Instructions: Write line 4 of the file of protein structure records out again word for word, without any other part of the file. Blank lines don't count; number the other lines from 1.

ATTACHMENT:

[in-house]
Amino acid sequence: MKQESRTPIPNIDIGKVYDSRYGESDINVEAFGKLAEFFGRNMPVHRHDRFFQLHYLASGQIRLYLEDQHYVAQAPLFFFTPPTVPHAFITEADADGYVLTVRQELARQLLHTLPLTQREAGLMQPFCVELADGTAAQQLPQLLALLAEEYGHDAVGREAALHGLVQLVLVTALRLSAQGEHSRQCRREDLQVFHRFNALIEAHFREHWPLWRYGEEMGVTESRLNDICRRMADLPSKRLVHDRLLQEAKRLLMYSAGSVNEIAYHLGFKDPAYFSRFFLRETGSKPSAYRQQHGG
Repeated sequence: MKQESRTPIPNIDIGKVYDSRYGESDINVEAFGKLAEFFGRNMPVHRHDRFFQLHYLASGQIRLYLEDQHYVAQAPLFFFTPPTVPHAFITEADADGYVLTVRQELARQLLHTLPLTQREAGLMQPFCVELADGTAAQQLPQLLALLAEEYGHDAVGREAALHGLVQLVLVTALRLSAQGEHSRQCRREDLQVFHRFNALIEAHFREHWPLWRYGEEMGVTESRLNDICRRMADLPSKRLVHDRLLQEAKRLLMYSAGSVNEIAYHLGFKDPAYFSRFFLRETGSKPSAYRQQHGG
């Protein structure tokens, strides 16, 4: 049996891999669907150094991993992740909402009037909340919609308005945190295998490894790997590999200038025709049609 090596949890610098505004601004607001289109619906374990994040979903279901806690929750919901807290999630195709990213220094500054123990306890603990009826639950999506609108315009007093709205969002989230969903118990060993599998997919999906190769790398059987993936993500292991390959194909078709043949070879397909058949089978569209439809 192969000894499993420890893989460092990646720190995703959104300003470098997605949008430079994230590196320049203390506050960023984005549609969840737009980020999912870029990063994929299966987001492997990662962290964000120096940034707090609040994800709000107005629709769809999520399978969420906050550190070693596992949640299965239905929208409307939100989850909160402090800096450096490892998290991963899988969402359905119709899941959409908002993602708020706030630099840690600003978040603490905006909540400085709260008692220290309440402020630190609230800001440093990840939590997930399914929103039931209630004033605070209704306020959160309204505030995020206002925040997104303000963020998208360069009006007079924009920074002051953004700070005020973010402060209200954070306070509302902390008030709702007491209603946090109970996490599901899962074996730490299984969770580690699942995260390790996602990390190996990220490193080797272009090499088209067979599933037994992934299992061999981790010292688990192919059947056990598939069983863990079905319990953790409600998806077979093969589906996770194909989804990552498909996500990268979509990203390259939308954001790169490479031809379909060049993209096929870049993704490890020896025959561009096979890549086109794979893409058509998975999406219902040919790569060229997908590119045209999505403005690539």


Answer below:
């Protein structure tokens, strides 16, 4: 049996891999669907150094991993992740909402009037909340919609308005945190295998490894790997590999200038025709049609 090596949890610098505004601004607001289109619906374990994040979903279901806690929750919901807290999630195709990213220094500054123990306890603990009826639950999506609108315009007093709205969002989230969903118990060993599998997919999906190769790398059987993936993500292991390959194909078709043949070879397909058949089978569209439809 192969000894499993420890893989460092990646720190995703959104300003470098997605949008430079994230590196320049203390506050960023984005549609969840737009980020999912870029990063994929299966987001492997990662962290964000120096940034707090609040994800709000107005629709769809999520399978969420906050550190070693596992949640299965239905929208409307939100989850909160402090800096450096490892998290991963899988969402359905119709899941959409908002993602708020706030630099840690600003978040603490905006909540400085709260008692220290309440402020630190609230800001440093990840939590997930399914929103039931209630004033605070209704306020959160309204505030995020206002925040997104303000963020998208360069009006007079924009920074002051953004700070005020973010402060209200954070306070509302902390008030709702007491209603946090109970996490599901899962074996730490299984969770580690699942995260390790996602990390190996990220490193080797272009090499088209067979599933037994992934299992061999981790010292688990192919059947056990598939069983863990079905319990953790409600998806077979093969589906996770194909989804990552498909996500990268979509990203390259939308954001790169490479031809379909060049993209096929870049993704490890020896025959561009096979890549086109794979893409058509998975999406219902040919790569060229997908590119045209999505403005690539």